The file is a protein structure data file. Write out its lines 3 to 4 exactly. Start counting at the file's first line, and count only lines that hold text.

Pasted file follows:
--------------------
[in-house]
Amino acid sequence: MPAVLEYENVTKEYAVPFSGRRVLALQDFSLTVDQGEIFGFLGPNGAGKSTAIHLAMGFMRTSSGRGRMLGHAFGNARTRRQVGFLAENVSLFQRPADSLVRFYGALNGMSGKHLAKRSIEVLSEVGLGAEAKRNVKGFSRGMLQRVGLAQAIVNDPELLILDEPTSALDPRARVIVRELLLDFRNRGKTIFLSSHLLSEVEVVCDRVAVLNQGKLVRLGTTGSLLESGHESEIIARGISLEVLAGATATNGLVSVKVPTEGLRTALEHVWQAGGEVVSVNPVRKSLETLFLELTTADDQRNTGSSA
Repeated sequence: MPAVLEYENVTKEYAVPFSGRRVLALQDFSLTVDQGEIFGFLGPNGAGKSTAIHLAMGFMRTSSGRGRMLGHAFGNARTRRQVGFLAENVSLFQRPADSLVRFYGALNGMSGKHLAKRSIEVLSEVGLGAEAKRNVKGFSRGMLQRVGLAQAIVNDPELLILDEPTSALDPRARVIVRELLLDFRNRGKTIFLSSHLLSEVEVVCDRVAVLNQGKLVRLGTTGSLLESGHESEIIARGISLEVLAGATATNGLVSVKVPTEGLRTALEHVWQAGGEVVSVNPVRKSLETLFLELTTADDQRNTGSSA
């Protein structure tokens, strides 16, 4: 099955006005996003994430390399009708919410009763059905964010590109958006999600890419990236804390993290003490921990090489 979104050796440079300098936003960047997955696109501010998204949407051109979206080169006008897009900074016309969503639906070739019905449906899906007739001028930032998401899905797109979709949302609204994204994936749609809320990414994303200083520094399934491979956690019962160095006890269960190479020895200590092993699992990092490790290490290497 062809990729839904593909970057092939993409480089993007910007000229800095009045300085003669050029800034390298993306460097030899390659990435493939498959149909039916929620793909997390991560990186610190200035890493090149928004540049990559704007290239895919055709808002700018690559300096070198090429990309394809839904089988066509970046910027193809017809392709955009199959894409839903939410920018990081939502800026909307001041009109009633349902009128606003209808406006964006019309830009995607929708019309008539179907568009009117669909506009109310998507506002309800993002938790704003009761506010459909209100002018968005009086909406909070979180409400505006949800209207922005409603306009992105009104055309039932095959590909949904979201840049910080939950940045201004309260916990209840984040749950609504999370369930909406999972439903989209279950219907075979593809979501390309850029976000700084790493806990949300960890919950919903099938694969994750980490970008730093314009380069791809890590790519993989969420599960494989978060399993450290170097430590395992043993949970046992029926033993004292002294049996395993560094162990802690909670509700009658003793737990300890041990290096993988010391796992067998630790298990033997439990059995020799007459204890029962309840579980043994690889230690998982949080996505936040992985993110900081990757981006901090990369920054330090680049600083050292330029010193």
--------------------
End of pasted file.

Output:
Repeated sequence: MPAVLEYENVTKEYAVPFSGRRVLALQDFSLTVDQGEIFGFLGPNGAGKSTAIHLAMGFMRTSSGRGRMLGHAFGNARTRRQVGFLAENVSLFQRPADSLVRFYGALNGMSGKHLAKRSIEVLSEVGLGAEAKRNVKGFSRGMLQRVGLAQAIVNDPELLILDEPTSALDPRARVIVRELLLDFRNRGKTIFLSSHLLSEVEVVCDRVAVLNQGKLVRLGTTGSLLESGHESEIIARGISLEVLAGATATNGLVSVKVPTEGLRTALEHVWQAGGEVVSVNPVRKSLETLFLELTTADDQRNTGSSA
């Protein structure tokens, strides 16, 4: 099955006005996003994430390399009708919410009763059905964010590109958006999600890419990236804390993290003490921990090489 979104050796440079300098936003960047997955696109501010998204949407051109979206080169006008897009900074016309969503639906070739019905449906899906007739001028930032998401899905797109979709949302609204994204994936749609809320990414994303200083520094399934491979956690019962160095006890269960190479020895200590092993699992990092490790290490290497 062809990729839904593909970057092939993409480089993007910007000229800095009045300085003669050029800034390298993306460097030899390659990435493939498959149909039916929620793909997390991560990186610190200035890493090149928004540049990559704007290239895919055709808002700018690559300096070198090429990309394809839904089988066509970046910027193809017809392709955009199959894409839903939410920018990081939502800026909307001041009109009633349902009128606003209808406006964006019309830009995607929708019309008539179907568009009117669909506009109310998507506002309800993002938790704003009761506010459909209100002018968005009086909406909070979180409400505006949800209207922005409603306009992105009104055309039932095959590909949904979201840049910080939950940045201004309260916990209840984040749950609504999370369930909406999972439903989209279950219907075979593809979501390309850029976000700084790493806990949300960890919950919903099938694969994750980490970008730093314009380069791809890590790519993989969420599960494989978060399993450290170097430590395992043993949970046992029926033993004292002294049996395993560094162990802690909670509700009658003793737990300890041990290096993988010391796992067998630790298990033997439990059995020799007459204890029962309840579980043994690889230690998982949080996505936040992985993110900081990757981006901090990369920054330090680049600083050292330029010193």